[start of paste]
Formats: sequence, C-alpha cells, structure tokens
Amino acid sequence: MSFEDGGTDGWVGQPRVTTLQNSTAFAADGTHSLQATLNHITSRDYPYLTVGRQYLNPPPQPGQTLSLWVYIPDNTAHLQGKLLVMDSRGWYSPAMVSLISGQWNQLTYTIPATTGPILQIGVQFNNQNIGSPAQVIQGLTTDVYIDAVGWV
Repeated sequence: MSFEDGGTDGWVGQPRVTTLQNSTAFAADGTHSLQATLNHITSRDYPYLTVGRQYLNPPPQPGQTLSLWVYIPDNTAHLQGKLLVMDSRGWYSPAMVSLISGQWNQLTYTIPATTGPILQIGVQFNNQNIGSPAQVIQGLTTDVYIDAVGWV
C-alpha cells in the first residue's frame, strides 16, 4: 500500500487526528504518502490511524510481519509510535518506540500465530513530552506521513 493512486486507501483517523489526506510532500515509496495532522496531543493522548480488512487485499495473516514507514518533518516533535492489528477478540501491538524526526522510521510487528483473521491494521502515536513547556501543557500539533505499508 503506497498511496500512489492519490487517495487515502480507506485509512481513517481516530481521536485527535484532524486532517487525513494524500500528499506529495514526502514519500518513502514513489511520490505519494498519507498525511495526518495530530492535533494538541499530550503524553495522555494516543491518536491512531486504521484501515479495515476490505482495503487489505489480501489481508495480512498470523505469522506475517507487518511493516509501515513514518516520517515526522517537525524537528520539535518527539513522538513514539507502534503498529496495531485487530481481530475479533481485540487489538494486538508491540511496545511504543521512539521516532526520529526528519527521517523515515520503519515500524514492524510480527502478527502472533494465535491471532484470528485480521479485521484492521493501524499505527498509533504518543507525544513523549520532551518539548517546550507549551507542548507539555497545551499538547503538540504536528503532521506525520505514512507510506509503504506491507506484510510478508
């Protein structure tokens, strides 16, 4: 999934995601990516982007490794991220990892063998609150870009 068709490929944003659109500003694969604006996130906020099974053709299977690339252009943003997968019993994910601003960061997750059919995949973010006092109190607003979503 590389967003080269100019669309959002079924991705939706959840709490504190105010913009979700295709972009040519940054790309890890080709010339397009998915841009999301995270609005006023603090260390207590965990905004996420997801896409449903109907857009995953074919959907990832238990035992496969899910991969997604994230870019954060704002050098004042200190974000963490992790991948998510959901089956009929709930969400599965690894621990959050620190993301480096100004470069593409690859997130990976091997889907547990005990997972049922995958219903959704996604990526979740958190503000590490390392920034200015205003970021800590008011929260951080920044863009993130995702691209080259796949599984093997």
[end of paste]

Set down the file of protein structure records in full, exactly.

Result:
Formats: sequence, C-alpha cells, structure tokens
Amino acid sequence: MSFEDGGTDGWVGQPRVTTLQNSTAFAADGTHSLQATLNHITSRDYPYLTVGRQYLNPPPQPGQTLSLWVYIPDNTAHLQGKLLVMDSRGWYSPAMVSLISGQWNQLTYTIPATTGPILQIGVQFNNQNIGSPAQVIQGLTTDVYIDAVGWV
Repeated sequence: MSFEDGGTDGWVGQPRVTTLQNSTAFAADGTHSLQATLNHITSRDYPYLTVGRQYLNPPPQPGQTLSLWVYIPDNTAHLQGKLLVMDSRGWYSPAMVSLISGQWNQLTYTIPATTGPILQIGVQFNNQNIGSPAQVIQGLTTDVYIDAVGWV
C-alpha cells in the first residue's frame, strides 16, 4: 500500500487526528504518502490511524510481519509510535518506540500465530513530552506521513 493512486486507501483517523489526506510532500515509496495532522496531543493522548480488512487485499495473516514507514518533518516533535492489528477478540501491538524526526522510521510487528483473521491494521502515536513547556501543557500539533505499508 503506497498511496500512489492519490487517495487515502480507506485509512481513517481516530481521536485527535484532524486532517487525513494524500500528499506529495514526502514519500518513502514513489511520490505519494498519507498525511495526518495530530492535533494538541499530550503524553495522555494516543491518536491512531486504521484501515479495515476490505482495503487489505489480501489481508495480512498470523505469522506475517507487518511493516509501515513514518516520517515526522517537525524537528520539535518527539513522538513514539507502534503498529496495531485487530481481530475479533481485540487489538494486538508491540511496545511504543521512539521516532526520529526528519527521517523515515520503519515500524514492524510480527502478527502472533494465535491471532484470528485480521479485521484492521493501524499505527498509533504518543507525544513523549520532551518539548517546550507549551507542548507539555497545551499538547503538540504536528503532521506525520505514512507510506509503504506491507506484510510478508
């Protein structure tokens, strides 16, 4: 999934995601990516982007490794991220990892063998609150870009 068709490929944003659109500003694969604006996130906020099974053709299977690339252009943003997968019993994910601003960061997750059919995949973010006092109190607003979503 590389967003080269100019669309959002079924991705939706959840709490504190105010913009979700295709972009040519940054790309890890080709010339397009998915841009999301995270609005006023603090260390207590965990905004996420997801896409449903109907857009995953074919959907990832238990035992496969899910991969997604994230870019954060704002050098004042200190974000963490992790991948998510959901089956009929709930969400599965690894621990959050620190993301480096100004470069593409690859997130990976091997889907547990005990997972049922995958219903959704996604990526979740958190503000590490390392920034200015205003970021800590008011929260951080920044863009993130995702691209080259796949599984093997």